I would recommend a call to S&W also.
 

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It's not a defect, but it's not exactly normal either. The 9mm Parabellum cartridge case and its chamber ordinarily have a slight continuous straight taper. However, some chambers have been machined to have a straight, parallel-walled section, as visible in the photo. Its purpose is to extend the time during which the chamber is obturated as the cartridge case is extracted. (The seal formed by a taper breaks almost instantly.) Georg Luger patented the idea in 1911, and it was used on practically all Luger pistols made by DWM and Mauser through WWII, as well as on some German submachine guns. Many 9mm autos don't have it; my Browning High Powers, Radoms, and P38s, P88s --and the only P99 I have, a very early one-- do not.

Until now I was not aware that this feature had been resurrected.

M
 

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Discussion Starter · #9 ·
An email to Smith and Wesson, including an attached photographs of the chamber step and brass "necking" produced the following response from Mark Rossini:

Sir –the gun uses a stepped chamber
This seems to indicate that at a minimum, some PPSs use a stepped chamber, but doesn't indicate whether Walther recently made a switch from tapered to stepped chambers in the PPS line, or why some individuals (Surreal) would have PPSs without the step.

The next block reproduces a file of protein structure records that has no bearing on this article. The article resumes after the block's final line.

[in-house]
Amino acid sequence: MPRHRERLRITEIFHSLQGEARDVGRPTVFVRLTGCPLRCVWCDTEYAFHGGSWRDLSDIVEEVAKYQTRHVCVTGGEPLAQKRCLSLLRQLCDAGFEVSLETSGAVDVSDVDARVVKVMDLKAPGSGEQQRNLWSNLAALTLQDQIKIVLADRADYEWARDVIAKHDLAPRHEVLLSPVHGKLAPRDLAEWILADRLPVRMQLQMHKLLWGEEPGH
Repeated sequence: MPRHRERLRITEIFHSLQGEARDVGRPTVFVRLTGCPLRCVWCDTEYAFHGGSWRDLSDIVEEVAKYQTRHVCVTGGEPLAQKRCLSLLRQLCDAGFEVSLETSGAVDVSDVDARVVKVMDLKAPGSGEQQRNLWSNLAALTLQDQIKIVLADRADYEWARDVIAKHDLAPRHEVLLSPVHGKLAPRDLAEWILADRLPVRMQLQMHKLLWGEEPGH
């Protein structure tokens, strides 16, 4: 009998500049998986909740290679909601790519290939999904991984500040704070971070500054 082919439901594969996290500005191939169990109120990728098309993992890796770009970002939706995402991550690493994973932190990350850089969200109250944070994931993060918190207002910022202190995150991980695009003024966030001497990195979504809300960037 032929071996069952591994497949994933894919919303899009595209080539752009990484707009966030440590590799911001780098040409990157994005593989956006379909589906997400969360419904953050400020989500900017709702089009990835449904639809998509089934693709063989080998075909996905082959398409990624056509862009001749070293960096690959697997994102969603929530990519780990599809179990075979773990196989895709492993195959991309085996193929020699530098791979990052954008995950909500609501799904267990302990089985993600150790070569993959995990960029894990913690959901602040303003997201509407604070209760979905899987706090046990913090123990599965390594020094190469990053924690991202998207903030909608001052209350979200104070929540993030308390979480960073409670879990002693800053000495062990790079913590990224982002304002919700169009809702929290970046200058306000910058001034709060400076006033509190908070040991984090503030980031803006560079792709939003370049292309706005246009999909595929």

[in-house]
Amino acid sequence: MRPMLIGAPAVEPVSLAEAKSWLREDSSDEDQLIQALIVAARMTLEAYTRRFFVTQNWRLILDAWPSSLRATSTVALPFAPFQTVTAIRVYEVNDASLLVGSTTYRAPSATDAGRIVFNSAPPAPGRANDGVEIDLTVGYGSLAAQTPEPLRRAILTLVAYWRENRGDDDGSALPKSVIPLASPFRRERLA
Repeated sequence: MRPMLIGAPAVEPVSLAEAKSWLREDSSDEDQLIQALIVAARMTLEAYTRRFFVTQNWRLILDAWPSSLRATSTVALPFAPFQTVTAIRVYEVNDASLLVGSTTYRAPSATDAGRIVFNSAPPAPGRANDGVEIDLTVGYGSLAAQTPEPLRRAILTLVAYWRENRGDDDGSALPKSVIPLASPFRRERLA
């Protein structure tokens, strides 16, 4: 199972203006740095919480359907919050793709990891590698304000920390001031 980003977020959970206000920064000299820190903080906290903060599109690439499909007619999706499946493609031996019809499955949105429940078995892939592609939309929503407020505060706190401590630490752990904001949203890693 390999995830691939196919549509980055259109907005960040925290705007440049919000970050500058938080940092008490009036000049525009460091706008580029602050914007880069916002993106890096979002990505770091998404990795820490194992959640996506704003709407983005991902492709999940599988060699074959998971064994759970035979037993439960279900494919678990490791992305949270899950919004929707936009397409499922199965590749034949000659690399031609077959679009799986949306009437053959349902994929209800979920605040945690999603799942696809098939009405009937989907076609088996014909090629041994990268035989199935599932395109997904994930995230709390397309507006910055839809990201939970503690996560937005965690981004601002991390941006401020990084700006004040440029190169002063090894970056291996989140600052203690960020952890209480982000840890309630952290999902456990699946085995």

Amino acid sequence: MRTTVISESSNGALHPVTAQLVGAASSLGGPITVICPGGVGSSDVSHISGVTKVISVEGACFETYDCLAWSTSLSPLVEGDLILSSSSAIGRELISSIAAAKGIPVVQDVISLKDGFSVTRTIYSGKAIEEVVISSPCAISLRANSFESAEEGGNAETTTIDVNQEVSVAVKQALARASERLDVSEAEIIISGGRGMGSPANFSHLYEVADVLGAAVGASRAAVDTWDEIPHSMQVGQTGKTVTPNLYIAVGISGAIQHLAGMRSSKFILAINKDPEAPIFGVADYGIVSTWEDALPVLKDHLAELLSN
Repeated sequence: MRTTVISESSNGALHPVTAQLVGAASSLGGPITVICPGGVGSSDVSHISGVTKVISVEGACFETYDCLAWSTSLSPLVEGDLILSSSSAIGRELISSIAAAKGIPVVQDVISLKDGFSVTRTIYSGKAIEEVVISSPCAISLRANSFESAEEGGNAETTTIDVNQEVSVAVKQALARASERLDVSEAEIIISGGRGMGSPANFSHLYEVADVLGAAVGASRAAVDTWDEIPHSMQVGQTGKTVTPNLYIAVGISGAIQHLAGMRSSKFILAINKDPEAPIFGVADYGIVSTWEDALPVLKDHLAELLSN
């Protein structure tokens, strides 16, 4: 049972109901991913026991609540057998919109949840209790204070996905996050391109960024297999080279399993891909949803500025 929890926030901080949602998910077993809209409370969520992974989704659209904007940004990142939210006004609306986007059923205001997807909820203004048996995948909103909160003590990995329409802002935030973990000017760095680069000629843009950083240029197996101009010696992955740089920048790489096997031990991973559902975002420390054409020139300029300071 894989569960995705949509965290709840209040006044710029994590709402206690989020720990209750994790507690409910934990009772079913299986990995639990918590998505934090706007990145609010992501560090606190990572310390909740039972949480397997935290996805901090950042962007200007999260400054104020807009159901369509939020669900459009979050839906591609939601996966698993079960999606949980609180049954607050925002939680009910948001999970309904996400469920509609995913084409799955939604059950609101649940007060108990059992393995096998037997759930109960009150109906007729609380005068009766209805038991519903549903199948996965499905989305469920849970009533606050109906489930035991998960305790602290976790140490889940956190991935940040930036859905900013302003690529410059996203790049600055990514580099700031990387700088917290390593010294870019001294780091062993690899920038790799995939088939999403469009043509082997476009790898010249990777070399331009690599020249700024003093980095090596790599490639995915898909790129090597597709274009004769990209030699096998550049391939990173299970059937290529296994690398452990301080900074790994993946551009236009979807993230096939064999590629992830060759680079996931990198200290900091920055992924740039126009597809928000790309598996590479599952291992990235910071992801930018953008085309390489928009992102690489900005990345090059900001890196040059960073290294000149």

I have a customer service email outstanding with Walther Customer Support as well. I'll post here if anything interesting or informative comes of it.

-mcdori02
 

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I think it is safe to assume that it has been recently introduced, probably to compensate in some measure for the irresistible impulse of many shooters to use the most powerful ammunition they can find.

M
 

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If S&W says it's fine then it's fine; better safe than sorry. I wonder when they started doing this to the PPS...

Surreal
 

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I think that there is a misunderstanding here that is leading to some misinformation. MGMike, you are correct. The SAAMI drawing is absolutely a taper reamed chamber and not a step chamber. That is because the SAMMI dimension for the 9mm IS taper reamed. I have seen the drawing of George Luger's patented chamber step. It clearly shows the "step" in the drawing. The position and depth is clearly shown in the old drawings.

In fact, very few modern 9mm luger weapons have chamber steps. HK and some Walthers are all I have seen. I have owned, reloaded and "smithed" on Glocks for twenty years...they do not use a chamber step, they use a SAMMI taper reamed chamber.

Why some Walther PPS barrels are stepped and some not is very strange. I wonder if the barrels are being made by multiple contractors?
 

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Here is a pic of SAAMI taper chambered 9mm brass and chamber stepped 9mm brass. The difference is very evident. Keep in mind that both types of chambers fire SAMMI dimension 9mm luger cartridges. The difference is in the way that the chamber is reamed. One is a SAAMI chamber and the other is a step chamber.
 

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I suspect that it's not a contractor variation but rather a midstream modification, possibly to reduce slide velocity.M
Lance states in this post that his 2008 PPS has a stepped chamber.